A song comes through your earbuds: good rhythm, clever lyrics, pleasing melody. You know whether you like the song, right?
Maybe not. A series of studies using brain imaging raise the possibility that sometimes we think we like or dislike things, but our brains know better.
I will explain what I mean, by describing one of the studies. In it, teenagers listened to songs while researchers measured their brain activity using fMRI machines. Basically, an fMRI shows how much blood is flowing to various regions of the brain over time; when a pleasurable song pipes into kids’ ears, for example, the pleasure centers of their brains light up. After playing music and scanning people’s brains, the researchers and participants went their own separate ways. Two years later, the researchers looked at how the songs they played for the teenagers that day faired in the ensuing time. Surprisingly, the teenagers’ readings of the songs – of how much they liked or disliked – did not predict subsequent downloads their expressed opinions about the songs were like faulty political polls, failing to predict how they actually felt about the music.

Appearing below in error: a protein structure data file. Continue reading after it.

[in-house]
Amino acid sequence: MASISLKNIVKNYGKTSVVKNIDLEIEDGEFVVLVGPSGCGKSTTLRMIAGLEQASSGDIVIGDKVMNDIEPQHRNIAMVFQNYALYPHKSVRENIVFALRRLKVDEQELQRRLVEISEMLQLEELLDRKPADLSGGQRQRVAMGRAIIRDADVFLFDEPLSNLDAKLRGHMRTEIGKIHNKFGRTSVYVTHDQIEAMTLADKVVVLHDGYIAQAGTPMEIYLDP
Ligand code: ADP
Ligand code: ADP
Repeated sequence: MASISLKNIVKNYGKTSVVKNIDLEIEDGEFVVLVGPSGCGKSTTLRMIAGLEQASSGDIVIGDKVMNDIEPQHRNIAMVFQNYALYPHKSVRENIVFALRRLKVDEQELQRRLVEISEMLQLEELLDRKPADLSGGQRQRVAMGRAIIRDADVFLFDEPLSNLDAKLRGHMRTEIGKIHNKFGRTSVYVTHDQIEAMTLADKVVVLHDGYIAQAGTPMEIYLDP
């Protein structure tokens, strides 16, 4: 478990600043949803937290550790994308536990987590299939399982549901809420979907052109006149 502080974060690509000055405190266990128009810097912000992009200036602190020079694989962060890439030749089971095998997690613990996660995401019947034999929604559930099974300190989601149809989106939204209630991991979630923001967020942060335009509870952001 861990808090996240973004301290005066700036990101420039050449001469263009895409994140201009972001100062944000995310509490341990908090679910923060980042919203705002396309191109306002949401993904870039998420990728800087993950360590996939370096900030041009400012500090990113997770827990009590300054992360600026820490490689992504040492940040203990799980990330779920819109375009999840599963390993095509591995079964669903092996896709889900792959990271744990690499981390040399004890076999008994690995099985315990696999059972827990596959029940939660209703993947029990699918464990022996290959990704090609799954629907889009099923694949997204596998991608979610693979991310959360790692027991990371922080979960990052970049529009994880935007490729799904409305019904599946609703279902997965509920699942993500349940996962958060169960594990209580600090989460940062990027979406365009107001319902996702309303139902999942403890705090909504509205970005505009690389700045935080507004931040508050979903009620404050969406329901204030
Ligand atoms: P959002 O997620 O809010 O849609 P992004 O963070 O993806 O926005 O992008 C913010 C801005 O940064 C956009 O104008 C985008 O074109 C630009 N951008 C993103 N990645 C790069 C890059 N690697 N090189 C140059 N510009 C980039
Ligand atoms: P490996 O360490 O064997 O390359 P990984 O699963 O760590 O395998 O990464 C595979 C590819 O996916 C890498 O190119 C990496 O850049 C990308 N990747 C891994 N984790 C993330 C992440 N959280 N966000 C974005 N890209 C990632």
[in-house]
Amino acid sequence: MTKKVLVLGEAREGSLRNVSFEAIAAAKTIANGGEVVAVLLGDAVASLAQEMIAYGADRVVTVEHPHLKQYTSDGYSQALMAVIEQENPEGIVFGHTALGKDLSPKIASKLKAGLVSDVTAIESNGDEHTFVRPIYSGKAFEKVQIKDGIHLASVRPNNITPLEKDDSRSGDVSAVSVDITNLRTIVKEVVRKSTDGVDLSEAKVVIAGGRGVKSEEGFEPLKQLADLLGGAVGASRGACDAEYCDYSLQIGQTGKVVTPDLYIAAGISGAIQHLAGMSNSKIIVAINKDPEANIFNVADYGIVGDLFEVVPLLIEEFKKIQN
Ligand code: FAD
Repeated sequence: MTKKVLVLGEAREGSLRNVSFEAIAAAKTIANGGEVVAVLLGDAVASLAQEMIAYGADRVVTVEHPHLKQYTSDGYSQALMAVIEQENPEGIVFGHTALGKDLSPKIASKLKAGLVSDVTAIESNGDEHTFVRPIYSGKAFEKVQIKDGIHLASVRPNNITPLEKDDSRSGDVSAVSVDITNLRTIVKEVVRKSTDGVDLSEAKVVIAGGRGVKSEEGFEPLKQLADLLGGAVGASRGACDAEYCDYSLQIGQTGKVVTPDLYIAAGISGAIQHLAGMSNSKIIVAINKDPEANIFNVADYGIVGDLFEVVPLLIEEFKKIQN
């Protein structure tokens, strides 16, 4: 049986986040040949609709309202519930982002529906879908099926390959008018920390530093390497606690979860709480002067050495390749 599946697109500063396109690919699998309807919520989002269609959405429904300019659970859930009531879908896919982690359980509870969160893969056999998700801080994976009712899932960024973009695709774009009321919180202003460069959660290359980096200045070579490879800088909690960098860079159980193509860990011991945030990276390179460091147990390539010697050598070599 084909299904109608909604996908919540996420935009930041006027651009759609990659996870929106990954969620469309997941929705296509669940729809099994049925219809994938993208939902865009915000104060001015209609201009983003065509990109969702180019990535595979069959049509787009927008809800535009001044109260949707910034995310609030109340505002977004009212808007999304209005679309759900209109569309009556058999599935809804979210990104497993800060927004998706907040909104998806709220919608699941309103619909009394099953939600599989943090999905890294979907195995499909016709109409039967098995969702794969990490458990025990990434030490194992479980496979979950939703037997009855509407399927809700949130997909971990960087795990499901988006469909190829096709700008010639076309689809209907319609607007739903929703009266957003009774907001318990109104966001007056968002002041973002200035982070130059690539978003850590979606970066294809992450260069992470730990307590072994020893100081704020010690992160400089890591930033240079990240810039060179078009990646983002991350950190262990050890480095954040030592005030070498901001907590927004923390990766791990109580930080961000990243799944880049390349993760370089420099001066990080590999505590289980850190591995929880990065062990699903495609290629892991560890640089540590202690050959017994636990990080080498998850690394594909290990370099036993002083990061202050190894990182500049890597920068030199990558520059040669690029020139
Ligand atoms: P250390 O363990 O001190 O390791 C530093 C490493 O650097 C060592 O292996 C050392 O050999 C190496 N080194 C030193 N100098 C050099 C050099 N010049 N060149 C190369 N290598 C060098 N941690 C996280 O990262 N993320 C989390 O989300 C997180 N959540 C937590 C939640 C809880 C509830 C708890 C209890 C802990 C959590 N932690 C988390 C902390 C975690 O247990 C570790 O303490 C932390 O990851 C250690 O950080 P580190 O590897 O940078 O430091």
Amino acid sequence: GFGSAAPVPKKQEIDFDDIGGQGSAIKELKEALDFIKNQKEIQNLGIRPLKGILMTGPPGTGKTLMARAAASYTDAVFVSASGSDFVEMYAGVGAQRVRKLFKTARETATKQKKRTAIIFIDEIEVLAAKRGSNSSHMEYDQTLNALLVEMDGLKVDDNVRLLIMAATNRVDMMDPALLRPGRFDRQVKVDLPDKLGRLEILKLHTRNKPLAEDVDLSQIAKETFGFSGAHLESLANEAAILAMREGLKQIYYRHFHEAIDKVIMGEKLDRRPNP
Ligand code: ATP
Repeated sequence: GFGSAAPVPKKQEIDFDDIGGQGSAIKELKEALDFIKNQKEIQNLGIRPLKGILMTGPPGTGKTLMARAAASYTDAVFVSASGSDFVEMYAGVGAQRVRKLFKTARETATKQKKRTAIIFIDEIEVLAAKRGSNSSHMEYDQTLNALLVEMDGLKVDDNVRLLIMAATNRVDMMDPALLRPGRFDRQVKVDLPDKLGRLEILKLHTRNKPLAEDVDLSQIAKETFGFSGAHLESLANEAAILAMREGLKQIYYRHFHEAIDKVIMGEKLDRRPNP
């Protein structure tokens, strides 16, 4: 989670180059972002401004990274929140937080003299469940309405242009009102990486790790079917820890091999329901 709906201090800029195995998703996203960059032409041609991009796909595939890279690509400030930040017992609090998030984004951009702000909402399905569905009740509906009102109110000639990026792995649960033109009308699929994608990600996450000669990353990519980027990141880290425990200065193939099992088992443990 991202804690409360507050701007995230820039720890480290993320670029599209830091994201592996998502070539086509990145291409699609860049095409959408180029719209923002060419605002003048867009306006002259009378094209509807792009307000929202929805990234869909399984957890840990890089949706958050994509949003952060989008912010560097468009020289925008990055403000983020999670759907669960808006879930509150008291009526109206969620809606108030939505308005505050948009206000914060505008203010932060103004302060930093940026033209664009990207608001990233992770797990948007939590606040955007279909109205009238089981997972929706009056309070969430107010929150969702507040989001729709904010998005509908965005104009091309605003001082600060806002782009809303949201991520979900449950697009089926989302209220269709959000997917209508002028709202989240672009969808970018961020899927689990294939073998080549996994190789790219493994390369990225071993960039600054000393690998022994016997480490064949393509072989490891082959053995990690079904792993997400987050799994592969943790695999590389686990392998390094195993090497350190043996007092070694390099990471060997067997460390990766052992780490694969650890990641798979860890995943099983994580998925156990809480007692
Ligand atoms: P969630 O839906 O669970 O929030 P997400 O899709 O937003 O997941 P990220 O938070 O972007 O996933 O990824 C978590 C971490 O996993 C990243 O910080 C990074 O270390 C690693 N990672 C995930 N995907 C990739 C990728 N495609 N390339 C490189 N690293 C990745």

(To read the rest of the article, please visit Forbes.)